The intention is to get it all turned into strips so they take up less room in the stash. It’ll be quicker and easier to mix, match, weigh and work out sizes, too. Since most of rag rug weaving time is prep, and the weaving is fast, it’s silly to wait until the loom is free before deciding to weave a rug, since that leaves the loom empty for weeks.

It’s around a year since I bought the huge bag of rags and I’ve only woven less than a quarter of it. I don’t really want it to take four to five years for me to use it all up, especially when there are other rugs, made both of rag strips and rug yarn, that I want to weave too. So I’ve set myself up in the kitchen with the electric bias binding cutter and aiming to do an hour of strip-making a day. If all goes well it’ll take under a month to get through it all.

Handwoven, Handmade

Early last year I wove fabric with the intention of making two tops in the same style as this top I made several years back and then embellished in 2016:

The first was woven from some fine blue yarn with white cotton slubs along it, that I got as part of a mill ends batch. I call it my Little Fluffy Clouds top.

The second was woven from some leftover and new Seta Soie Silk. I call it my Seta Soie top.

I’m resisting the urge to add darts on the front and back. For years my style has been fitted on the top and loose on the bottom, but I adopted it back when I didn’t have much of a bust and anything loose made me look flat-fronted. Now I certainly don’t have that problem. I’m more of an hourglass than a pear, and anything too fitted shows more than just the flattering bumps and creases. Loose on the top works with fitted on the bottom, or loose on the bottom so long as there’s a waist, or a suggestion of one.

Shadow Weave Vest

In May last year I finished this shadow weave jacket:


It was a fudged solution to a failed attempt at replicating a knitted jacket in woven cloth. I knew I wouldn’t wear it, and I didn’t, so wound up in the refashion pile.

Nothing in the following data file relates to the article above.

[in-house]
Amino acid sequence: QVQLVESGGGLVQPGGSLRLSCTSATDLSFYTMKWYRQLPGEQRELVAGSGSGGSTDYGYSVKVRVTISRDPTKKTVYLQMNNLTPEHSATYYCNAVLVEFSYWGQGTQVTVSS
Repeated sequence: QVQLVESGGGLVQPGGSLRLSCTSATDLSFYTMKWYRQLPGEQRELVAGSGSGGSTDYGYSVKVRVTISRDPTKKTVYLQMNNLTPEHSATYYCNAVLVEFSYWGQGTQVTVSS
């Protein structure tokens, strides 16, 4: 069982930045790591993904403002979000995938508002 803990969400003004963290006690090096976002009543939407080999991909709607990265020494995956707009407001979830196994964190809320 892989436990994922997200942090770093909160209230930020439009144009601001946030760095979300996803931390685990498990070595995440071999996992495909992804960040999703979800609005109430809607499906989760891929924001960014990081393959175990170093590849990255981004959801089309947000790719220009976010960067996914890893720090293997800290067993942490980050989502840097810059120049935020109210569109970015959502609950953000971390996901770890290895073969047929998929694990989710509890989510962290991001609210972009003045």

A few months ago, when I was having the fabric/sewing clear out, I started playing with it again. I unpicked the seams and considered the fabric pieces I had, and after some playing on the dress model I mapped out a plan:

Did I make a calico? Nope!

And then didn’t have the courage to start sewing. But last week I bit the bullet, so to speak, and got stuck into the sewing.

It’ll need a closure of some kind if worn on it’s own. I’m thinking press studs.

The back was a ‘make it work’ moment, as I’d wrapped the top of the sides over the shoulder in the hopes of using less fabric for the back, and have enough left over for sleeves.

I do love how the shadow weave pattern looks here.

That wasn’t to be. I could have made 3/4 length sleeves, but I hate them, and short sleeves would look odd in fabric this thick. So I decided it would have to be a vest/top. The only seams I’m not 100% happy with are the armholes, which gape a little at the back of the right side, but otherwise I’m pretty chuffed with how it came out. And amazed at how secure the overlocked edges are.

I’m quite chuffed with how it turned out. I don’t need another vest, but the only alternative was to throw out some perfectly good handwoven fabric. At least this one is cotton, so I don’t need to wear anything underneath to prevent contact with my skin. Which might mean it’ll get more wear than my knitted vests.